Clara still crying, "Mama, I'm scared the winds gonna blow us all away?"
"No Clara. The wind can't get to us down here. Now hush baby, everything is goin' to be alright."
The roar of the wind was deafening and the rain, hail and wind continued pounding our home. Granny, Mama, Clara and Jane were sitting on a bench next to the back wall, and I was on the floor next to Lucy softly rubbing her head. Pa and Frank were sitting on bushel baskets turned over.
Pa calmly said, "Everything is alright. We ain't in no danger down here." Pa's comforting voice made us feel safe.
I gazed around the root cellar at Mama and Granny's canned vegetables and the potatoes, apples, onions and turnips stored in bends.
"Granny, when did you dig this here cellar out?"
Granny nervously laughed, "David Lee, I helped with it but it was mainly yer Grandpa Zachary that done all the hard work. He commenced diggin' this cellar even before we were married.
"Tell us bout it Granny. I don't remember Grandpa."
Pa looked at Granny and nodded his head and she begin telling us a story.
"Listen up children, yer Grandpa bought this here land in 1894 and a day later he ask me if I would marry him. Naturally I said yes and it was the happiest day of my life. I remember like it was just yesterday. He commence to diggin' this here root cellar shortly afterwards and told me he was goin' to build me a fine house. When he finished the cellar he built the kitchen and the big front room with the fireplace made from river rock. I helped him carry every rock from the Clear Fork River and as y'all know it's a smart piece from here. In one day he had the front porch finished and less than a week we was married. A year later yer Pa was born. The good Lord didn't bless us with no more children but he sure gave us a good son. Yer Grandpa added two more rooms to the back of this here house and a few years later he built the two bedrooms upstairs where y'all sleep. I remember me and yer Grandpa sittin' on the front porch with the sun goin' over the hill and many times I'd hear him say that East Tennesse sure was God's country. Yer Grandpa died a workin' in the fields. This ole house was lomesome for me and yer Pa til he married yer Mama and Frank was born followed by Jane, Clara and then you David Lee. Y'all remember what I told ya cause it's part of yer history.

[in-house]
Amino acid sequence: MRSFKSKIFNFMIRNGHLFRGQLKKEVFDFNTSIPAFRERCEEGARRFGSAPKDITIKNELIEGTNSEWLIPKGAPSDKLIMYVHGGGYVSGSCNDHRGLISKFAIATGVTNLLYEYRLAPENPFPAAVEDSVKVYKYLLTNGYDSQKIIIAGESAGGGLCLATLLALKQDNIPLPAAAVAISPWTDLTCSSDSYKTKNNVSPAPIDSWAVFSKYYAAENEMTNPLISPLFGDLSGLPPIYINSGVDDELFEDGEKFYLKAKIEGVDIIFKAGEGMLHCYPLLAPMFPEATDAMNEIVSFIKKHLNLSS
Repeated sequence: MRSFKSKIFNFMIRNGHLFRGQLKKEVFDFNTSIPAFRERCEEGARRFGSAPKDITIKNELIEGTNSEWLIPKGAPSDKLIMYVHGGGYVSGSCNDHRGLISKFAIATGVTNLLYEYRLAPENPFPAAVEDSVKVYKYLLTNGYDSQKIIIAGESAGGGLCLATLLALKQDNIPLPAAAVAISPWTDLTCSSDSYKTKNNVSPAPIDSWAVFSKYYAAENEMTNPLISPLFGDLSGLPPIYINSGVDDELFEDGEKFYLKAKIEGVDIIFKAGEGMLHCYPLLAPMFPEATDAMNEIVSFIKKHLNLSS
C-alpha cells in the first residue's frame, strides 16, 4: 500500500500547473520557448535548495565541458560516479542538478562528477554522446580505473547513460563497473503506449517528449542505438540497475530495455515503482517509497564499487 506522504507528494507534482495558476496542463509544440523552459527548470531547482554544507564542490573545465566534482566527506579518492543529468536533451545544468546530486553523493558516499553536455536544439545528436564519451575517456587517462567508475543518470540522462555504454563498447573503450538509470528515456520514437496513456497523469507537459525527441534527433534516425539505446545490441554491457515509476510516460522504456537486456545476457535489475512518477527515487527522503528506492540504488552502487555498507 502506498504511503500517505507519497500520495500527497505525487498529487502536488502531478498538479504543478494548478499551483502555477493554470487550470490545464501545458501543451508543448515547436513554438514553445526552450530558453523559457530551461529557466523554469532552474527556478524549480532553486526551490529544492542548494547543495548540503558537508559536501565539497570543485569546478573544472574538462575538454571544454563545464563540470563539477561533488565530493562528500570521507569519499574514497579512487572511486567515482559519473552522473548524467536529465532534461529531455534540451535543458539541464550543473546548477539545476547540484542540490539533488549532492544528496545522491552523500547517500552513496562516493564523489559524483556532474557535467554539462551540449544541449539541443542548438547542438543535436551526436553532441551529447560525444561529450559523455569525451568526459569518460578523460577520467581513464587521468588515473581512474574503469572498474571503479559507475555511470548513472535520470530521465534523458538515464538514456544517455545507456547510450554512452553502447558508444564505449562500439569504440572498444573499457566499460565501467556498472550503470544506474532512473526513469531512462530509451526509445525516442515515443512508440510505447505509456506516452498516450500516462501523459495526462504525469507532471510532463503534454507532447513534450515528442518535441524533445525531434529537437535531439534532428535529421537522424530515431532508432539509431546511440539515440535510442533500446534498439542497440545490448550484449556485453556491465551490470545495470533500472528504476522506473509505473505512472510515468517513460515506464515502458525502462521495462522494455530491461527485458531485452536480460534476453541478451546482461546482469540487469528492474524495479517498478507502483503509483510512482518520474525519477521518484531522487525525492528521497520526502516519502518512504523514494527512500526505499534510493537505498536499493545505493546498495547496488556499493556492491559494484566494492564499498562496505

The intensity of the storm subsided during the time Granny told us her story. The roar which sounded like a train had ceased and been replaced with silence. Pa, Mama and Granny's worried expressions made me wonder what to expect when we left the confines of the root cellar.
Standing up Pa said, "Well it sounds like the worst is over. I think we can go up now and see what's a standin' and what ain't." He climbed the first step reached up and unlatched the trap door and pushed it open.
"Come on Y'all lets go and take a look." Pa went up the ladder.
Mama tood a deep breath and said, "Granny you go first and then you children."
We obeyed Mama's orders and climbed up the ladder and she followed.
Once we were in the center of the kitchen everyone breathed a sigh of relief. "Thank the good Lord, the house is still a standin'," Granny cried. We children started jumping up and down and Mama crying went into Pa's arms. Pa opened the kitchen door and we all walked out into the backyard and around the house to the front. We stood close together and for a few minutes no one spoke a word. The sky was clear and the only sound was water dripping from the house and trees.
Pa said, "Well it's not as bad as I feared. It looks like I'll have to put a new roof on the barn but I sure am glad it's still standin'. The house looks pretty good, it just needs a few shingles put back. It looks like the path of the storm was on the other side of the creek where all them trees are uprooted."
I left everyone standing in the yard and went into the house to get Lucy out of the cellar. We completely forgot about her in all the excitement and knowing we were well and still had a home. I came out of house carrying the wooden box with Lucy at my side.
"Look everybody, Lucy's done had herself three puppies!"
Everyone came running as I put the box down on the ground and Lucy jumped in with her puppies.
"Pa, you think you gonna let me keep one of the puppies?"
Pa looked down at me and smiled, "I'm goin' to let you keep all of 'em son."
I sat down next to Lucy and her pups and smiled at my family, "I reckon I won't forget this birthday!"